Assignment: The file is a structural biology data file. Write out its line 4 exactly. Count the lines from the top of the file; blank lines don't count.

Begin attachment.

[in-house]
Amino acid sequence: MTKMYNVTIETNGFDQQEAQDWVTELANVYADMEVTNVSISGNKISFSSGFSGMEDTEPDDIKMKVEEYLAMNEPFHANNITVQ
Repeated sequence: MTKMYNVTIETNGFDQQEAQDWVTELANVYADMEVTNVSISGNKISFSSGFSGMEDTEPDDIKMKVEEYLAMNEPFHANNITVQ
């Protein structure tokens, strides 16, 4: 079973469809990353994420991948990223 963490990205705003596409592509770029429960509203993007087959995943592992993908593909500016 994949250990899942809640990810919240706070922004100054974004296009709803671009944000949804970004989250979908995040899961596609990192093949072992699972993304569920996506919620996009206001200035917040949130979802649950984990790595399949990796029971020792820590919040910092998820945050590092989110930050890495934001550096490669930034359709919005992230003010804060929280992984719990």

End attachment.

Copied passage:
């Protein structure tokens, strides 16, 4: 079973469809990353994420991948990223 963490990205705003596409592509770029429960509203993007087959995943592992993908593909500016 994949250990899942809640990810919240706070922004100054974004296009709803671009944000949804970004989250979908995040899961596609990192093949072992699972993304569920996506919620996009206001200035917040949130979802649950984990790595399949990796029971020792820590919040910092998820945050590092989110930050890495934001550096490669930034359709919005992230003010804060929280992984719990």